Other use cases include invoice payment links as the number of B2C digital invoices is set to grow to 27.7 billion by 2024.
Less obvious than our other use cases, payment links that appear in social feeds are often disguised as part of the User Interface (UI). They appear as you tap on a photo in your Instagram feed where you can then follow through to the payment stage or pay with your phone’s default payment setting without even leaving the app.
This is arguably the most recent use case of contextual commerce due to the 55% of abandoned transactions that come from social media purchases alone. Customers found themselves abandoning a purchase after encountering too many steps following a jump at a social touch-point.
Payment links are commonly used within a recurring billing model to not only register an initial payment, but to then continue to authorise payments on a weekly, monthly or annual basis. Equally, with pay-later schemes, such as Klarna slice-it, a payment link is commonly sent via email for the customer to pay by. Merchants can also manually reissue payment links as part of a reminder protocol to avoid arrears in sectors such as the insolvency industry, making managing payments much easier for both the merchant and the customer.
Requiring the utmost compliance with PCI DSS standards, similar to chatbots, payment links are one of the most popular ways for customer service agents to take payments over the phone without keying them in with a virtual terminal. According to PCI SSC, the average data breach will cost £3.2 million. In removing the need for card details to be read over the phone, liability for the merchant is reduced making it much more secure and convenient for all involved.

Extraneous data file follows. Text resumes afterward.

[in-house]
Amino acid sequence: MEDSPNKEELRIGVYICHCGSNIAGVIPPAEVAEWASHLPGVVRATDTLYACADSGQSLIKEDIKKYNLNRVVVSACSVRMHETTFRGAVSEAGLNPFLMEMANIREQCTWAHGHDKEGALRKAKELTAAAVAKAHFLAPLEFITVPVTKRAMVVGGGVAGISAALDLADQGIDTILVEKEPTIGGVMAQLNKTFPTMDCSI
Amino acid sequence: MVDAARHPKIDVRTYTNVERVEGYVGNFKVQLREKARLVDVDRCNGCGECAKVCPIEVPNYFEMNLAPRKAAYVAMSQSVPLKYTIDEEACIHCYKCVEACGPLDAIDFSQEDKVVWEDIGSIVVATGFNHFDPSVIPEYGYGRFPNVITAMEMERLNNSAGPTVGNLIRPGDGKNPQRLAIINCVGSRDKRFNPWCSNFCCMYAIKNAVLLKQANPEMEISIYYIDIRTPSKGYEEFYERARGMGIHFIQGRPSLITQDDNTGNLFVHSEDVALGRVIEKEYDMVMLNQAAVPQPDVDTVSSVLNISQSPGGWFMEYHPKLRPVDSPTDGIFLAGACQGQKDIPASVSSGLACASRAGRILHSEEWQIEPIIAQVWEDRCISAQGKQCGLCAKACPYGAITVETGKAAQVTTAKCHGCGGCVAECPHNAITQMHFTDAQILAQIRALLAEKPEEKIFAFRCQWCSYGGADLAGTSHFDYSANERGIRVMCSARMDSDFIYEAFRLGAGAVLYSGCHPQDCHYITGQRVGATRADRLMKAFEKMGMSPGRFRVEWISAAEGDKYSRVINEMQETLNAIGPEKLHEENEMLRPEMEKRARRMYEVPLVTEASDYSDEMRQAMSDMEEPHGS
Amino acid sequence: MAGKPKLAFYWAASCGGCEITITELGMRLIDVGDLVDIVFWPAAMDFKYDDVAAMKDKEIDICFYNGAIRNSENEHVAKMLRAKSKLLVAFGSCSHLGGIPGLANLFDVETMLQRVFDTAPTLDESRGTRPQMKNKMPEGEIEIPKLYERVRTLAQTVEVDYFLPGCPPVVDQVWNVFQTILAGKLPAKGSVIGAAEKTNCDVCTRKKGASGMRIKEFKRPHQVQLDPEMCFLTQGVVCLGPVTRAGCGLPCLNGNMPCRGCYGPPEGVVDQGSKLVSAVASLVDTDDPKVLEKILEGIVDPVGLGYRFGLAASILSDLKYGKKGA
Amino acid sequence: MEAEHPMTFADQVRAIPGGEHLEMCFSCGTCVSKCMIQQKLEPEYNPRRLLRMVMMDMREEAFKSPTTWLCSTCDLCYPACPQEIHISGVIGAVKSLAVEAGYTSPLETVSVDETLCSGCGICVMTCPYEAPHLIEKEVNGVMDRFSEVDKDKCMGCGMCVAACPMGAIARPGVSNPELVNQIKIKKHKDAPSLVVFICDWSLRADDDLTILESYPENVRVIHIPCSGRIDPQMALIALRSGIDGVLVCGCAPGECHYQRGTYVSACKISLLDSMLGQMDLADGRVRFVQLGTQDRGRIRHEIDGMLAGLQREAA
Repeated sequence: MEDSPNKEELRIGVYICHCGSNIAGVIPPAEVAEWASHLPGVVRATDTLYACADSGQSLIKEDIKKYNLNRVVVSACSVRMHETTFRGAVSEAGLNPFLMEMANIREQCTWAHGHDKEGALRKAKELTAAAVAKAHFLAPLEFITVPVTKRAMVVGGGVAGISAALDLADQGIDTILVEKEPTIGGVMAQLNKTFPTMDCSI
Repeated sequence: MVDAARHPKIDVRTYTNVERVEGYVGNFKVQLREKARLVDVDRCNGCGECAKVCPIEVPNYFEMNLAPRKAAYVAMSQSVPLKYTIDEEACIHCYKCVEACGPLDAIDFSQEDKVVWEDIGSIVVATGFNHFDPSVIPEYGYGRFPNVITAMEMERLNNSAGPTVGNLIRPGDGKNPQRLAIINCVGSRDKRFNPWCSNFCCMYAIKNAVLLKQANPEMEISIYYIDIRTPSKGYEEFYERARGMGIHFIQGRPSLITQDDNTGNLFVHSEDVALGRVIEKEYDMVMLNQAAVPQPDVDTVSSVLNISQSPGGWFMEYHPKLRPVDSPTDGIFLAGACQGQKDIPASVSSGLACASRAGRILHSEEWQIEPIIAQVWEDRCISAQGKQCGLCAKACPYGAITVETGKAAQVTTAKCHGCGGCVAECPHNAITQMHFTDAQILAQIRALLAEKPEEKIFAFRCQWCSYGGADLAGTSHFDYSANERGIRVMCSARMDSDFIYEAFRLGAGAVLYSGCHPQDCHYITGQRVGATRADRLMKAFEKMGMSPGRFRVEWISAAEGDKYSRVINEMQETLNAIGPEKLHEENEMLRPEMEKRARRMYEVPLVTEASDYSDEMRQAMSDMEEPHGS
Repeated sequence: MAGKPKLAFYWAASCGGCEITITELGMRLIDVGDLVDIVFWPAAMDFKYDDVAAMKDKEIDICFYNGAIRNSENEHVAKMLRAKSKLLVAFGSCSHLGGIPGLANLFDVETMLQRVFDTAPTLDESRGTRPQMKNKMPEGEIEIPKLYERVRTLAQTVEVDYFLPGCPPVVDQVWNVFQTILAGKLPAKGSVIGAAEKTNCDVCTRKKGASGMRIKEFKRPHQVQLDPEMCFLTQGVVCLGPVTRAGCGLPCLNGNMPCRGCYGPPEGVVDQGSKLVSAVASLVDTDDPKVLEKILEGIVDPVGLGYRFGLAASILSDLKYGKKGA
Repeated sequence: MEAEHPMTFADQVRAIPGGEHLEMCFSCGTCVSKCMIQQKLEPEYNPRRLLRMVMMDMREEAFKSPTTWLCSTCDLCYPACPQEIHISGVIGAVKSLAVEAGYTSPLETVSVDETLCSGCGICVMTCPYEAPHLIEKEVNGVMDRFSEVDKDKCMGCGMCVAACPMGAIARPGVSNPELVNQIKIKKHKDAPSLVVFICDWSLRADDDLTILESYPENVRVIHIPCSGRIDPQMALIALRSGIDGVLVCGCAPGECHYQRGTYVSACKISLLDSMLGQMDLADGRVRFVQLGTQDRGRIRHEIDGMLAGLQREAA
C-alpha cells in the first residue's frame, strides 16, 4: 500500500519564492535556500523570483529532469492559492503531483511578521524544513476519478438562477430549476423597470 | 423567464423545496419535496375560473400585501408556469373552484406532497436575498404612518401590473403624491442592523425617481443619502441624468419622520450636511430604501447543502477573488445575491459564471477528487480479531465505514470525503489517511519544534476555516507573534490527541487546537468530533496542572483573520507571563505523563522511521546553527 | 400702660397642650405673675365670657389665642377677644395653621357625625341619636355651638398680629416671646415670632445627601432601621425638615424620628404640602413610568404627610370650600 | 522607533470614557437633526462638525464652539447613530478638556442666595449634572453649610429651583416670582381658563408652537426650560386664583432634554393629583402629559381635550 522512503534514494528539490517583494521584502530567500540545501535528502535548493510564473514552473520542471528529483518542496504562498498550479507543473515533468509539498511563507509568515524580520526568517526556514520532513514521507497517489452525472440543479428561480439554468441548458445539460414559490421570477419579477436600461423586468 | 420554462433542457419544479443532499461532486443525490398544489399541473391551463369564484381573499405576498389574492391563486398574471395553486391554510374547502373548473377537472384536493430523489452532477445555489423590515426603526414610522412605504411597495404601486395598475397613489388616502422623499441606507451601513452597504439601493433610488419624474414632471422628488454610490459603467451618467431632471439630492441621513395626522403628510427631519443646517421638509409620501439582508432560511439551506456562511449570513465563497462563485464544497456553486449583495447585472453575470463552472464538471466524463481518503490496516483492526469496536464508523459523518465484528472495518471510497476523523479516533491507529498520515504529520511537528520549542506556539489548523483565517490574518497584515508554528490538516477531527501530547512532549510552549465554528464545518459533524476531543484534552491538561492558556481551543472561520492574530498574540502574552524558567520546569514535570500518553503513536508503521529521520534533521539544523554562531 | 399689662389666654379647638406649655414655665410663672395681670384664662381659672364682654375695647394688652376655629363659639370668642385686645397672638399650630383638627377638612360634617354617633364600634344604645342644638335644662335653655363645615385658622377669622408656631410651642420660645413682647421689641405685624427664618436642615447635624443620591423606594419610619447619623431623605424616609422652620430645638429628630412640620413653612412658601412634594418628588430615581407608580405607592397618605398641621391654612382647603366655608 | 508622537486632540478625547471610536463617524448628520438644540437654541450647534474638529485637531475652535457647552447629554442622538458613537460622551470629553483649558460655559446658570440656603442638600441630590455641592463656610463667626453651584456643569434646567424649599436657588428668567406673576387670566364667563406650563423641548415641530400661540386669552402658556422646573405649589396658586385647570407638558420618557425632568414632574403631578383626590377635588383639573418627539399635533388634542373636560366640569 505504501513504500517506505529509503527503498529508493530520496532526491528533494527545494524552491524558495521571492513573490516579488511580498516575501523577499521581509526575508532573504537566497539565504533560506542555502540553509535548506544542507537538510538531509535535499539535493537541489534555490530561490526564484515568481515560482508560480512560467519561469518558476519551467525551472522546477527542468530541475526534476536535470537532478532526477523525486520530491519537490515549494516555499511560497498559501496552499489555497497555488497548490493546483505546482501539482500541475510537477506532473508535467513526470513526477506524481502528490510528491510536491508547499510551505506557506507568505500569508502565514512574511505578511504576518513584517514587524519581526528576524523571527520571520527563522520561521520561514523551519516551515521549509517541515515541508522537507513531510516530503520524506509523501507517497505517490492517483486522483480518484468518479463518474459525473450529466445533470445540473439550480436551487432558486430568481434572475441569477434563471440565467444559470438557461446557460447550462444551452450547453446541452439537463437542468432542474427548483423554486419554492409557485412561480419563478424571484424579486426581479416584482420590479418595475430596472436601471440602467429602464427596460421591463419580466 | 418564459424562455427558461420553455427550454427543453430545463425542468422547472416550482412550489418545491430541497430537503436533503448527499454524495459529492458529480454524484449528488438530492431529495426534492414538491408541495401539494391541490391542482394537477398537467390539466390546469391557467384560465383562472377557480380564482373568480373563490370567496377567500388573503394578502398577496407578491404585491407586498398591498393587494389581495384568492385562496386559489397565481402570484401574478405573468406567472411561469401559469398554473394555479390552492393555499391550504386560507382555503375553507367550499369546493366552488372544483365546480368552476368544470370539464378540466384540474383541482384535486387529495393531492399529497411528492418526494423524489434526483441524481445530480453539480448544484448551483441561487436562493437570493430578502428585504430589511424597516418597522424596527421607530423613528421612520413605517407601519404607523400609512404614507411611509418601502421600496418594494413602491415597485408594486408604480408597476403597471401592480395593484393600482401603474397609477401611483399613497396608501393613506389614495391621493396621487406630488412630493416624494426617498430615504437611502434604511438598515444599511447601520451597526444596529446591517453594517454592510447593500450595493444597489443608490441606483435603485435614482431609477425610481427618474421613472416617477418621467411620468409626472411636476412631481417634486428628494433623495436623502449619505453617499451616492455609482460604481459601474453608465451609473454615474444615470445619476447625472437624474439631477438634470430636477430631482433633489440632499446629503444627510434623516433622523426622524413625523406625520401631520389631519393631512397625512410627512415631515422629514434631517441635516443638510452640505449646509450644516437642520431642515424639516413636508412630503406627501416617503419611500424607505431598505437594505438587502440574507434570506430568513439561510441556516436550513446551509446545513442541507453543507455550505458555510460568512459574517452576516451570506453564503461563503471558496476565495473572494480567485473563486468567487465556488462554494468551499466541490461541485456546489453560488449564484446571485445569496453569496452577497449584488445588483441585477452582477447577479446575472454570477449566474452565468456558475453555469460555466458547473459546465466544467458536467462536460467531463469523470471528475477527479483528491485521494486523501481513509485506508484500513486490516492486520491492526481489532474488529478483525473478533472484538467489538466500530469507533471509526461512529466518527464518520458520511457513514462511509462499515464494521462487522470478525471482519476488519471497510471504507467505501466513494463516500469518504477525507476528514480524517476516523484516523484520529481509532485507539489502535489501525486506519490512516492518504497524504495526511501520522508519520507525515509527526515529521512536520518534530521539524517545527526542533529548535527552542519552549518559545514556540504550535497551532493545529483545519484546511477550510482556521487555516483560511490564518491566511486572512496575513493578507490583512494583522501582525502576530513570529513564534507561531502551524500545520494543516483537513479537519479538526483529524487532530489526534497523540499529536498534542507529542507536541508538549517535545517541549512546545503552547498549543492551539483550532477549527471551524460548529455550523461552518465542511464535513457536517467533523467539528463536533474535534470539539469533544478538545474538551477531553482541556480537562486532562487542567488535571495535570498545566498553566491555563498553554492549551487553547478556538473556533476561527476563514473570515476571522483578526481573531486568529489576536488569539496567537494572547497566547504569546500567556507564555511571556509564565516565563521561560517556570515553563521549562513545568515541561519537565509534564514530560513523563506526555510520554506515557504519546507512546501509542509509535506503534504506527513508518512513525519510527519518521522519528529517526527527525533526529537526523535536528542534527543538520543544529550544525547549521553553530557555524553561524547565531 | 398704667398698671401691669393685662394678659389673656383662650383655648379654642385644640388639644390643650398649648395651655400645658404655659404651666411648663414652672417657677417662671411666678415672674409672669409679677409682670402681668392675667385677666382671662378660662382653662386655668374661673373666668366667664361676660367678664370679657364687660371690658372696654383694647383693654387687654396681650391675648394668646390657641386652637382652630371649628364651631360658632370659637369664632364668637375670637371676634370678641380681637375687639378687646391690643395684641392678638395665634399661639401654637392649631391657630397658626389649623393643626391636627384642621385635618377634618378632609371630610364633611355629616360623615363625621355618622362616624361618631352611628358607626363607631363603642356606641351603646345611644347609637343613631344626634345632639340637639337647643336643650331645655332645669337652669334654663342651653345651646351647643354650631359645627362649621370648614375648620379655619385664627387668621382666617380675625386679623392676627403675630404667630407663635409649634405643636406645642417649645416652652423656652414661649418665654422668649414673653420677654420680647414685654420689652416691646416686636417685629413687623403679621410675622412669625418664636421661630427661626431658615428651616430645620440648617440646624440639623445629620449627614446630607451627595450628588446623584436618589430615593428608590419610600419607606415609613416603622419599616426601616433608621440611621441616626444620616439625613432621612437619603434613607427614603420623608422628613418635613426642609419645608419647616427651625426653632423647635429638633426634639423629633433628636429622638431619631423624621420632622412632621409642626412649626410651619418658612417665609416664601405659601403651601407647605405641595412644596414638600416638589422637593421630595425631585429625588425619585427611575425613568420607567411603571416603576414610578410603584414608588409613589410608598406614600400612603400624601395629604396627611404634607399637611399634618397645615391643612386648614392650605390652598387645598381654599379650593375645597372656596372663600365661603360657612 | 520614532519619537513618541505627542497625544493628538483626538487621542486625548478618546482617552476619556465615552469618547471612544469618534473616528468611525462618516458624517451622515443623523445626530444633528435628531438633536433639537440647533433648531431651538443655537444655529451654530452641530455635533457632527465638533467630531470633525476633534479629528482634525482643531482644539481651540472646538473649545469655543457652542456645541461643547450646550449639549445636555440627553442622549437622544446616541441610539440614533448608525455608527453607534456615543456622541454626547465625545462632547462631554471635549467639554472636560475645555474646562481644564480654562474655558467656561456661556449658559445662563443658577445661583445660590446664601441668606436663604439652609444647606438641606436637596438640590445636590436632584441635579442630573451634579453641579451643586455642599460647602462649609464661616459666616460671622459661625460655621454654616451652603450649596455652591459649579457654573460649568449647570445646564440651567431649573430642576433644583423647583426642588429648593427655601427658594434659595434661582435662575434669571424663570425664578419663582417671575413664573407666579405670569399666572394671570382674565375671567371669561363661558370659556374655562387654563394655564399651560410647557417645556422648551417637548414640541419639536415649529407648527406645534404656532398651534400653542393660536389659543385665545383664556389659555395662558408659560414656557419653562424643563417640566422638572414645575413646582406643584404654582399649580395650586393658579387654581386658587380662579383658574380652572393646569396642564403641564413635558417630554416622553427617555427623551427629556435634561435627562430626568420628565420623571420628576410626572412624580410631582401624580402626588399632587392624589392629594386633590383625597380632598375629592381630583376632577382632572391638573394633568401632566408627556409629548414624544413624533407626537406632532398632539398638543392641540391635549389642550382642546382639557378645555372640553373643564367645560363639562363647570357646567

Is it safe?
Aside from ease and convenience, security is a big benefit for pay by links. Removing the risk of manually taking personal details (i.e. over the phone), data is much less likely to be compromised.
Total Processing’s pay by link services hold the highest level of PCI DSS compliance alongside customisable fraud tools so you can rest assured that your payments are in safe hands.
Merchants also have the added assurance of taking payments via most traditional and alternative payment methods, including Apple Pay and Google Pay, allowing you to cater to a truly omnichannel payment journey.
Why pay by link?
Consumers expect quick and convenient these days and that’s exactly what pay by links offer. The frictionless shopping experience with minimal steps and the option to pay how and when they want will be very attractive to your customers.
There are a lot of benefits for the merchant too. With Total Processing’s platform, Total Control, you can create, send and track your payment links all in one place. And with real-time updates when a payment has been made, they take minimal effort to manage.
As you can see, there are so many benefits to using pay by links. To learn more or to add pay by link to your payment solution, get in touch.